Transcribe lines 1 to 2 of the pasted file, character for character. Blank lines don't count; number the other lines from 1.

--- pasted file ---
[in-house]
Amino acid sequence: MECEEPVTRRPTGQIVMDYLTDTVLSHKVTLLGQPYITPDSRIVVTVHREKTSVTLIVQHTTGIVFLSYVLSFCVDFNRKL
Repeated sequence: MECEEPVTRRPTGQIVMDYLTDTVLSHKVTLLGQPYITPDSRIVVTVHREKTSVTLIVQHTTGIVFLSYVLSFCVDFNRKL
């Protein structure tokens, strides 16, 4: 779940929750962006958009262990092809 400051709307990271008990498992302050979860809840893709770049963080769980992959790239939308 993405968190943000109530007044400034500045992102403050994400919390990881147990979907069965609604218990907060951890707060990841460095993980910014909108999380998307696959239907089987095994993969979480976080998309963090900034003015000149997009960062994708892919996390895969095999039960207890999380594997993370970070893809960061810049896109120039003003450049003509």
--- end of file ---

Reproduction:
[in-house]
Amino acid sequence: MECEEPVTRRPTGQIVMDYLTDTVLSHKVTLLGQPYITPDSRIVVTVHREKTSVTLIVQHTTGIVFLSYVLSFCVDFNRKL